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Missing-pet detective taking cases

New Scent Rescue Team finding lost pets in Lower Mainland

The first pet that Karen Nixon and her scent dog Halo found was a lost pooch named Penny Lane.

Penny had been missing for days in Pitt Meadows, and her distraught owner actually camped out at the dikes in Pitt Meadows for two nights, hoping they could find her.

Kylie Nicholls explained they had been out for a walk, unaware it was hunting season, and someone set off a deafening bear banger to scare up some geese. Penny Lane tore away in a panic, and couldn’t be called back. Nicholls and her partner tried to find the rescue from Mexico, but the dog vanished, and was not coming back. They put up lost dog posters, were active in social media, and had friends and volunteers out searching the area, with no luck.

Through that networking, she heard about Nixon and her scent dog in training, and got in touch. Nixon agreed it would be a great trial for the freshly trained Halo.

Nicholls soon got a tip about a sighting from a cyclist, and Nixon came to the scene. They let Halo sniff Penny Lane’s dog bed, and let her start sniffing. About a half hour later, they had the lost dog back.

Halo, a white Shepherd that is fast becoming a canine expert in tracking lost pets, picked up Penny’s scent on the dike. She tracked her to some dense bushes north of the Pitt River Bridge. It was blackberries, that looked like they had been woven together, and Nixon started to wonder what animal Halo might have been tracking.

“She was alerting to that bush, telling me ‘Penny’s in here,’ and I was just like ‘How?” said Karen. “I couldn’t believe she had gotten in there.”

Then Nixon heard a slight whine.

“We saw here little eyes, and it was her,” she recalled.

Nixon was impressed with her dog.

“She blew me away – she did it so easily, so confidently.”

Soon there was a tearful reunion.

“Without Karen and Halo, we never would have found her,” said Nicholls, noting that her dog had injuries to her pads, and was dehydrated and hungry, but otherwise fine. “There’s no words that can say how thankful I am to them.”

Nixon said it’s gratifying work.

“It’s the best feeling – the relief and joy,” she said. “It’s the most rewarding thing ever.

“And seeing the pet that was frightened… as soon as they’re on the leash again, you see them visibly relax.”

The Penny Lane rescue was the first of many, and Halo is regularly out searching for dogs and cats that go missing.

Nixon is a paramedic who lives in Maple Ridge, and bought a puppy two years ago from a breeder in Illinois.

Halo is a snow white Swiss Shepherd – a breed that is popular in eastern Europe, and are sporting dogs used for tracking and obedience trials.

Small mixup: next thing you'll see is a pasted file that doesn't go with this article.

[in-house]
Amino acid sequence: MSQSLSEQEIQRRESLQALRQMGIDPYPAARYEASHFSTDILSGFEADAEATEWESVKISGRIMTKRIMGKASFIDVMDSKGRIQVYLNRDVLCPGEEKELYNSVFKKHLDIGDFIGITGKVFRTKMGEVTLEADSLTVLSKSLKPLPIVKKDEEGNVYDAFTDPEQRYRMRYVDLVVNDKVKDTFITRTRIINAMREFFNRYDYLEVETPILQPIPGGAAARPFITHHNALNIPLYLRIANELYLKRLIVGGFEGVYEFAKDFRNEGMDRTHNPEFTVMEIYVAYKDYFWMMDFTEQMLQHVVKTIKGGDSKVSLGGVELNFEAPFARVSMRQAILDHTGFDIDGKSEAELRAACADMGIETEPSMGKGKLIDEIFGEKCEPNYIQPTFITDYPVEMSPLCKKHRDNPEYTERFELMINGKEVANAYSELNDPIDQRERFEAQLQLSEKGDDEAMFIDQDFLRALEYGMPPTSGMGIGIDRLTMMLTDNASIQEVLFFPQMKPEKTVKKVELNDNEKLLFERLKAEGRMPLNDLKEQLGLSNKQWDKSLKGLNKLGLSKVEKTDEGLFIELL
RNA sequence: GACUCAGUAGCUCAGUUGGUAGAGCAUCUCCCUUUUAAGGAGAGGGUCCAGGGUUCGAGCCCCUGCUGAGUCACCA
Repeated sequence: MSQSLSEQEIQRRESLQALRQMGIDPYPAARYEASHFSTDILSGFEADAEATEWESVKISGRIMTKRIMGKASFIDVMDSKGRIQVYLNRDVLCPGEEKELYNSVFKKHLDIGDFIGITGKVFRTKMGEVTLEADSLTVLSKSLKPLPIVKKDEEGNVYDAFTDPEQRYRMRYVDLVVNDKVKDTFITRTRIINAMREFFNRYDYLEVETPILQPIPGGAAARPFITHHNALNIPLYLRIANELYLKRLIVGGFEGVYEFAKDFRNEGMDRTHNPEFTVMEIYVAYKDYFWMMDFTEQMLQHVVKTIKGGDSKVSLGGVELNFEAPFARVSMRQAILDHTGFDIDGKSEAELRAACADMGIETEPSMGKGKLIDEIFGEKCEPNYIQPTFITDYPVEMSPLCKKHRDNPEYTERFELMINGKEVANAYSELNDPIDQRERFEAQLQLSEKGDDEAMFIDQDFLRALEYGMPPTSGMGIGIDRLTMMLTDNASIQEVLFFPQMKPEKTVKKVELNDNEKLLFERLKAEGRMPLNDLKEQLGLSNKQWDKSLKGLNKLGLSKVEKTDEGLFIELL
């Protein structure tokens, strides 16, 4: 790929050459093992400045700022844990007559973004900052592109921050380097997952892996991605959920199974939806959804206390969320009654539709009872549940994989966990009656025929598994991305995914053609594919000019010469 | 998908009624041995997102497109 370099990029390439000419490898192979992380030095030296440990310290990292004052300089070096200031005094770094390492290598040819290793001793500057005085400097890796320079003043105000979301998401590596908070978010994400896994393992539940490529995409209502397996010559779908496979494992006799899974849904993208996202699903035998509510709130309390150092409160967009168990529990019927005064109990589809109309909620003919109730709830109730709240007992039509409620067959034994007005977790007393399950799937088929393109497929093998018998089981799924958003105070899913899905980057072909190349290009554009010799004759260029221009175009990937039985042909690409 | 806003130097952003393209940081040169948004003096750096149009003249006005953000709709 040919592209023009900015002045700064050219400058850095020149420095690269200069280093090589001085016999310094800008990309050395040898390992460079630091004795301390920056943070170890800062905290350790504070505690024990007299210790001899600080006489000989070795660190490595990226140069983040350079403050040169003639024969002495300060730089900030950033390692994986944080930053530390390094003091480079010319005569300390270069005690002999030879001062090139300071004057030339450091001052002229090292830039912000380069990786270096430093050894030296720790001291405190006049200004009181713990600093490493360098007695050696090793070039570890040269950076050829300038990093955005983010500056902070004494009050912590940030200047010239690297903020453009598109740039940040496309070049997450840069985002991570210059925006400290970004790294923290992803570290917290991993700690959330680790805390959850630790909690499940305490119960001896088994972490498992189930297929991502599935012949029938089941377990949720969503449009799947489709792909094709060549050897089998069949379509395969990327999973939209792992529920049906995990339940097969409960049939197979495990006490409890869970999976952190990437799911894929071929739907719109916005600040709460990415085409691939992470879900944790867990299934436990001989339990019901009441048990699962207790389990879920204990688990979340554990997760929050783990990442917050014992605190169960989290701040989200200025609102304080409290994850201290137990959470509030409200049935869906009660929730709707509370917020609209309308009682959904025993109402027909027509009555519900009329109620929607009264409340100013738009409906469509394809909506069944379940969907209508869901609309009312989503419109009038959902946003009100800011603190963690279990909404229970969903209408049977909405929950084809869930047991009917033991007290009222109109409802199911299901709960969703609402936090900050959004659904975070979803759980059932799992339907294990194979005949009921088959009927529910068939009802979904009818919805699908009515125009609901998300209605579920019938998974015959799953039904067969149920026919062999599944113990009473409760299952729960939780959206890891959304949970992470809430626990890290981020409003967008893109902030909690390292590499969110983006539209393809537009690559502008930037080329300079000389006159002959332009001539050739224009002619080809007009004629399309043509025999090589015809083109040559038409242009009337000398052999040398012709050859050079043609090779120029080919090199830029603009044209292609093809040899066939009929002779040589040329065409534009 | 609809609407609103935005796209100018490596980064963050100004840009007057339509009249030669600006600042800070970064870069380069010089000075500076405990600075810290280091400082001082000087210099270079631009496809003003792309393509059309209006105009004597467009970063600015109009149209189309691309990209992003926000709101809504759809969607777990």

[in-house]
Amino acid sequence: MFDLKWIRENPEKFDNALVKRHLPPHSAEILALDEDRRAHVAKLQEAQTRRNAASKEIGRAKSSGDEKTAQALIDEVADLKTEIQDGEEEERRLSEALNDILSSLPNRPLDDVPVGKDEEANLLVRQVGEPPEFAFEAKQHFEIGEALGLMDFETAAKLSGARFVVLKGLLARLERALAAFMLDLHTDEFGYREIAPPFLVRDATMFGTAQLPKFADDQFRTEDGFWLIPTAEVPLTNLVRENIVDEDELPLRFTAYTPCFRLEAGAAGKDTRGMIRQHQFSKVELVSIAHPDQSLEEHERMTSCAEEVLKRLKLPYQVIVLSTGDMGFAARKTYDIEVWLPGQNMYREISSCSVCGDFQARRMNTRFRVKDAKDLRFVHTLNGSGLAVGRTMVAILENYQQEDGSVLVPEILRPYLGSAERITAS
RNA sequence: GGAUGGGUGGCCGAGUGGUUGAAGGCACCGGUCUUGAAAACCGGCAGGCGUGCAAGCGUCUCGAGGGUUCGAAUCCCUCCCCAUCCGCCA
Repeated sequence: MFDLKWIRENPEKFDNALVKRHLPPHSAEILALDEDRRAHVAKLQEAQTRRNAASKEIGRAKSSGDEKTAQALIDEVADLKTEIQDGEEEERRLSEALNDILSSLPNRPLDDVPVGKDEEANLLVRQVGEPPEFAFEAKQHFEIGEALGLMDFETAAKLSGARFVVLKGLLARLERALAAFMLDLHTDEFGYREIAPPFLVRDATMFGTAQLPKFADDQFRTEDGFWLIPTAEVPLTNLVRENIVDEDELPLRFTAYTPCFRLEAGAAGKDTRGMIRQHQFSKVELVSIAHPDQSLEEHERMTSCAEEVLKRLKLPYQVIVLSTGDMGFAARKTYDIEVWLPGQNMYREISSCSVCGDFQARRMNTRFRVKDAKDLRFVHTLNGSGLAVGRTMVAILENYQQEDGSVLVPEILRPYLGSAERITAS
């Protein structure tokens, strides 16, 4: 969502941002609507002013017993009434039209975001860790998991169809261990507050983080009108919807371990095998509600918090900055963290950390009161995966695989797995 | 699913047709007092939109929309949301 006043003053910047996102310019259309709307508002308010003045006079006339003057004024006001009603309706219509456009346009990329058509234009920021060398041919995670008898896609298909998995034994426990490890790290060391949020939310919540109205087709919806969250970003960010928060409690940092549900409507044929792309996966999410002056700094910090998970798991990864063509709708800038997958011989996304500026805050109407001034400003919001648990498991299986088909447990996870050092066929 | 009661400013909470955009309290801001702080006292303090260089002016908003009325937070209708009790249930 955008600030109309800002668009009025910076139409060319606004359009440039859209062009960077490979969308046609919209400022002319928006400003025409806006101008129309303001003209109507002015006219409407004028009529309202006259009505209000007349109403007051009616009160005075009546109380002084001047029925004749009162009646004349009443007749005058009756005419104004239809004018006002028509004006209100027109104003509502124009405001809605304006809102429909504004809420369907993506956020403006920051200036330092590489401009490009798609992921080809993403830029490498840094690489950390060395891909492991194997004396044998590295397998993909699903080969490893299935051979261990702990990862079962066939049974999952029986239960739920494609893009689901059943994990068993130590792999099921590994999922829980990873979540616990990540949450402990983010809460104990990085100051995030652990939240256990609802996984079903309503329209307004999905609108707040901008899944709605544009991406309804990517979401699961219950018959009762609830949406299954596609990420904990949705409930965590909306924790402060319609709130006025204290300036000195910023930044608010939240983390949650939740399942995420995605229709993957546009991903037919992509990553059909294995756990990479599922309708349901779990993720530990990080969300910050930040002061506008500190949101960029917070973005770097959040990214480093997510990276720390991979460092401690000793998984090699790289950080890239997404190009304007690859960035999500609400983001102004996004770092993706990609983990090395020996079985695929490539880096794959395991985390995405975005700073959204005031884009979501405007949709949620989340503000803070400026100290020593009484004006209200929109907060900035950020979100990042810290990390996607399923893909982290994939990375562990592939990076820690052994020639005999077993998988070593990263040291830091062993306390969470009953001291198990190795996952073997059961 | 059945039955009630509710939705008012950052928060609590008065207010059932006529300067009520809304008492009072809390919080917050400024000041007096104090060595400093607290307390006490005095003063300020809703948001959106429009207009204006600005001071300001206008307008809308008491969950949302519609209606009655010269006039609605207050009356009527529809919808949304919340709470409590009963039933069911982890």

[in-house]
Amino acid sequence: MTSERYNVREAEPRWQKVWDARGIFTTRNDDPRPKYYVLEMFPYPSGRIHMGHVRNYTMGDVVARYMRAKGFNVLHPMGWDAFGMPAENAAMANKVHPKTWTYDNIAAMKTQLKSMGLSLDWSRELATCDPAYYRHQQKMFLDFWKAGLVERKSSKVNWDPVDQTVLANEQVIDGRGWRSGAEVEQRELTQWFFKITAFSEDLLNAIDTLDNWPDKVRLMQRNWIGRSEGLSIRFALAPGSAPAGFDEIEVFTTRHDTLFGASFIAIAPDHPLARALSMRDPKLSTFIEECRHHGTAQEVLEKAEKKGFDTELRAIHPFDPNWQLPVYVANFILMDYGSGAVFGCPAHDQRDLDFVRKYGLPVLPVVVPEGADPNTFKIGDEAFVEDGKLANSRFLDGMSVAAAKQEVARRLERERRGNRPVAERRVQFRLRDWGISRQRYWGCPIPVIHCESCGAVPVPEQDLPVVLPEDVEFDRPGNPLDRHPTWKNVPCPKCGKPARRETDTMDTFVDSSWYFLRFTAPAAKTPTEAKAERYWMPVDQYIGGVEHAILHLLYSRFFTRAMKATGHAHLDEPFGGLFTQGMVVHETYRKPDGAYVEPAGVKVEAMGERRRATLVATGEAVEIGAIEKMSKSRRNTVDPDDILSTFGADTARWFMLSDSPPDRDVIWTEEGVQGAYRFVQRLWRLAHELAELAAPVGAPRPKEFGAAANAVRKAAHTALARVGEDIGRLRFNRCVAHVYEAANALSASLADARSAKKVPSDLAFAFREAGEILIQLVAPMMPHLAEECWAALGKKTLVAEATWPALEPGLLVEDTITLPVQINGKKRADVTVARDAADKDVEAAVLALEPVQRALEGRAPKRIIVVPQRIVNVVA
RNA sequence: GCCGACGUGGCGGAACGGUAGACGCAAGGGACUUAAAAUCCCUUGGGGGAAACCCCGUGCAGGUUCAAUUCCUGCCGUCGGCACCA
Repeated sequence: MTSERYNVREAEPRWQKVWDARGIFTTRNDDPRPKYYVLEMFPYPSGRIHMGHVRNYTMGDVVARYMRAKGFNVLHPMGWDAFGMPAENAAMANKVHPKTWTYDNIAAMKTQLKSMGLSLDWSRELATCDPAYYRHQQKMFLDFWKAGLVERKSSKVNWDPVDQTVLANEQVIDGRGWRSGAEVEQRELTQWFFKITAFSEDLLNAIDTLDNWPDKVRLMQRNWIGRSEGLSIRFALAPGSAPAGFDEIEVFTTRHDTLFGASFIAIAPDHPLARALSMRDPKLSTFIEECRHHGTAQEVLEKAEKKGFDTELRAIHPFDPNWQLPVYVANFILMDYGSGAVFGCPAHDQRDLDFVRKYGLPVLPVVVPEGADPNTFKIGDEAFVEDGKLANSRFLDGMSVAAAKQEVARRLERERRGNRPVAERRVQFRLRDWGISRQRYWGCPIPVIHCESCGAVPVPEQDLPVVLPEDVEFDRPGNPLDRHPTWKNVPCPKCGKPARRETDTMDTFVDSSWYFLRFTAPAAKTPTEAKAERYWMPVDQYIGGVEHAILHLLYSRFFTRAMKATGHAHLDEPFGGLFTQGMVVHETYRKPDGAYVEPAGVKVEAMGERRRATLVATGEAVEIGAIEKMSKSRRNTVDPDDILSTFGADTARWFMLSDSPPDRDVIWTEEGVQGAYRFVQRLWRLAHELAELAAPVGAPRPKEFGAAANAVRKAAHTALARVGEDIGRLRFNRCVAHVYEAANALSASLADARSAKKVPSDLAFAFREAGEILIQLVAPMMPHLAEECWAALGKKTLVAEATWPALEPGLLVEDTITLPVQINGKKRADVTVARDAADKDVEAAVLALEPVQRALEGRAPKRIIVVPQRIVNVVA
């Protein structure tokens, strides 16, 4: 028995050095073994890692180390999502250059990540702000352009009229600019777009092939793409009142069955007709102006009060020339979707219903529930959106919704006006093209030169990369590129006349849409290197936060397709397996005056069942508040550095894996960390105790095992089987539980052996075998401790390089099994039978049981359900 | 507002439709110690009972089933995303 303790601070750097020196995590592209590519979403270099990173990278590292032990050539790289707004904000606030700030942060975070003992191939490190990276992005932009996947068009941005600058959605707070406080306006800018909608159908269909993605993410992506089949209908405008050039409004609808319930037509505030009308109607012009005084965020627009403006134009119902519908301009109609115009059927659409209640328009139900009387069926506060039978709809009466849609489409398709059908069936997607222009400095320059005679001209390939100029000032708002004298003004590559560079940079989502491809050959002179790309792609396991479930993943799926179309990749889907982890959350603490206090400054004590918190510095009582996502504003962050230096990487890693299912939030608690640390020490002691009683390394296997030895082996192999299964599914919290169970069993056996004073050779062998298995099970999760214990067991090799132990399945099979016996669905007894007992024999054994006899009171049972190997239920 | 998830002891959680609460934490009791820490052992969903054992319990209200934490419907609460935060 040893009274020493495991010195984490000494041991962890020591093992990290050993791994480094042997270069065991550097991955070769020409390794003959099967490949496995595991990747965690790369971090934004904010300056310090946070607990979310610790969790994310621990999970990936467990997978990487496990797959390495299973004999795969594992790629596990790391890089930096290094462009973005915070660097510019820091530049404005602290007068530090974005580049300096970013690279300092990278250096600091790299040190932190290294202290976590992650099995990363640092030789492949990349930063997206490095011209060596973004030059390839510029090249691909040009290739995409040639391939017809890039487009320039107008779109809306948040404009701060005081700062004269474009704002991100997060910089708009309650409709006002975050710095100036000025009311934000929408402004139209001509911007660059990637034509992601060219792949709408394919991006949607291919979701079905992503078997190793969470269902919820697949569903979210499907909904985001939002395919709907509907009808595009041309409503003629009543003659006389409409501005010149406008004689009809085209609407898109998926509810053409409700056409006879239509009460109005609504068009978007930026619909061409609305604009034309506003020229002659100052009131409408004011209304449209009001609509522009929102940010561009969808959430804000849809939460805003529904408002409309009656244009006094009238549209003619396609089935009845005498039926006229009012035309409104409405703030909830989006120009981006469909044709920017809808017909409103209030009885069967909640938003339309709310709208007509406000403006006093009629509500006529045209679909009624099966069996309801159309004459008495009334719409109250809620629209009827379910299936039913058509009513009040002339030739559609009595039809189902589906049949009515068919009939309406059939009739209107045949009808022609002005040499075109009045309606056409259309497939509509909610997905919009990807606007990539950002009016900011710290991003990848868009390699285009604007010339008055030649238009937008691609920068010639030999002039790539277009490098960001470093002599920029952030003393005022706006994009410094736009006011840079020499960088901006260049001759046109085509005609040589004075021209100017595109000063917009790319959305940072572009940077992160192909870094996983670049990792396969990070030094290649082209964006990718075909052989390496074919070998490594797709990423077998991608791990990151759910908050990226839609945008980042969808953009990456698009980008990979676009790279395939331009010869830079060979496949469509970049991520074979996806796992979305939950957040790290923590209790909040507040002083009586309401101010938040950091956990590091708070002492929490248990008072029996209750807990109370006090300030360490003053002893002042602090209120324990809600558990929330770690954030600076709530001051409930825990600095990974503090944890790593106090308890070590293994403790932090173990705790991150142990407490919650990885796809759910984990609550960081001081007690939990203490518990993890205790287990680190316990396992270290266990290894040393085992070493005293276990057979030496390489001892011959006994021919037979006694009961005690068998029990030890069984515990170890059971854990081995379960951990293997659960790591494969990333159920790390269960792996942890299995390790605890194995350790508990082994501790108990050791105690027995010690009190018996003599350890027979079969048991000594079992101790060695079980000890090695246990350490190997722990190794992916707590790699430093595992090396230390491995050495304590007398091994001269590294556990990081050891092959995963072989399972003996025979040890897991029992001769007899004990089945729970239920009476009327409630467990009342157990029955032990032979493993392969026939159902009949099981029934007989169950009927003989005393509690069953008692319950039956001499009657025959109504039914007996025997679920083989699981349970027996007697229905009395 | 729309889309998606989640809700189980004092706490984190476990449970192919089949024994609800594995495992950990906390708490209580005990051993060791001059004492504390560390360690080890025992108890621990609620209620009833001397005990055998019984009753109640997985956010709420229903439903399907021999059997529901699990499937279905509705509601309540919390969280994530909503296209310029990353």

“They’re a well-rounded, nice sporting dog,” said Nixon. “And they have an off switch at home. They’re really lovely dogs.”

They soon formed a group called the Scent Rescue Team. Other members are Paige Millward, who has an Australian Shepherd named Bailey, and Stephanie Tolea who has a German Shepherd Elly. They have all had scent training.

“We’re still very new, our dogs are still young, but so far we’re doing pretty good,” said Nixon.

There are the three dog handlers, a drone flier, and they have some equipment such as dog and cat traps and nets. Advanced Drone Solutions is a Coquitlam business, and they volunteer their time for searches, asking only for their costs to be covered.

Nixon explained dogs that get severely frightened, such as from fireworks, can sometimes run away in a blind panic, and then go to ground in a hiding spot.

“Once they get into that fight-or-flight mode, they don’t even come for their owners,” she said. After a while, she said, even hearing their name called “becomes a trigger,” and they won’t come out of hiding.

Scent dogs make the task of finding them a lot easier. A young Chihuahua had been missing for about five hours, and Halo found the dog under a neighbour’s house in about 10 minutes.

Nixon knows personally the trauma a person feels at losing their pet, and even before she had Halo she would help people in the search.

“I really feel for these people, and understand how terrifying it is,” she said. “We don’t charge. We just recently started accepting donations.”

“I hope more people reach out to me.”

Anyone looking for a lost pet can ask for their help on the Scent Rescue Team page on Facebook. She asks that they post a photo and message, email, and there are also phone numbers on the site.

Their members are in Vancouver, Langley and Maple Ridge, and they search for pets across the region.

Nixon would also encourage other people to join the hobby. Any breed can do it, and she noted that pugs are surprisingly good at scent tasks.

“Dogs love jobs, and it’s a really great bonding experience with your dog,” she said.

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Neil Corbett

About the Author: Neil Corbett

I have been a journalist for more than 30 years, the past decade with the Maple Ridge-Pitt Meadows News.
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